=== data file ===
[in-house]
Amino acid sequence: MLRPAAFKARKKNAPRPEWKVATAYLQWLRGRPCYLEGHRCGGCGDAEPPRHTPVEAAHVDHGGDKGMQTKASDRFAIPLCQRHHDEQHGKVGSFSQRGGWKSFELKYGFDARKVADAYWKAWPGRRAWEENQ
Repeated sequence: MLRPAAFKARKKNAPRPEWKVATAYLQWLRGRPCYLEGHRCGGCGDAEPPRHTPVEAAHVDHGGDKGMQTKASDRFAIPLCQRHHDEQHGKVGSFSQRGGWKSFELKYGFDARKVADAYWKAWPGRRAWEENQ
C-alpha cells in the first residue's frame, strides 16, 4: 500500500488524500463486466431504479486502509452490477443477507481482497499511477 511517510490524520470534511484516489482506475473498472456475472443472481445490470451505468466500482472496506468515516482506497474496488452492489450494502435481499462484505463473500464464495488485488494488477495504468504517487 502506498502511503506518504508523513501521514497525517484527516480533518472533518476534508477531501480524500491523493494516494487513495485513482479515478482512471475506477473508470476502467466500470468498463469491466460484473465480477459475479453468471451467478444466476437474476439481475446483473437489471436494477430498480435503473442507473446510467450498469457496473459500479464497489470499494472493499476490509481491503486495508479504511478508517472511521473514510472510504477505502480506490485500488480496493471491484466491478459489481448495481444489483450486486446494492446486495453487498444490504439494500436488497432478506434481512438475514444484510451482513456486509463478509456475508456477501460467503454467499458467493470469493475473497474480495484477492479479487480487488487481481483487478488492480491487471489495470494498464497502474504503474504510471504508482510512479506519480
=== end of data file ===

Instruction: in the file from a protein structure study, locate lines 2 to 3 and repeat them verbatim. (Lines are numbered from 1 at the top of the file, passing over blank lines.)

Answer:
Amino acid sequence: MLRPAAFKARKKNAPRPEWKVATAYLQWLRGRPCYLEGHRCGGCGDAEPPRHTPVEAAHVDHGGDKGMQTKASDRFAIPLCQRHHDEQHGKVGSFSQRGGWKSFELKYGFDARKVADAYWKAWPGRRAWEENQ
Repeated sequence: MLRPAAFKARKKNAPRPEWKVATAYLQWLRGRPCYLEGHRCGGCGDAEPPRHTPVEAAHVDHGGDKGMQTKASDRFAIPLCQRHHDEQHGKVGSFSQRGGWKSFELKYGFDARKVADAYWKAWPGRRAWEENQ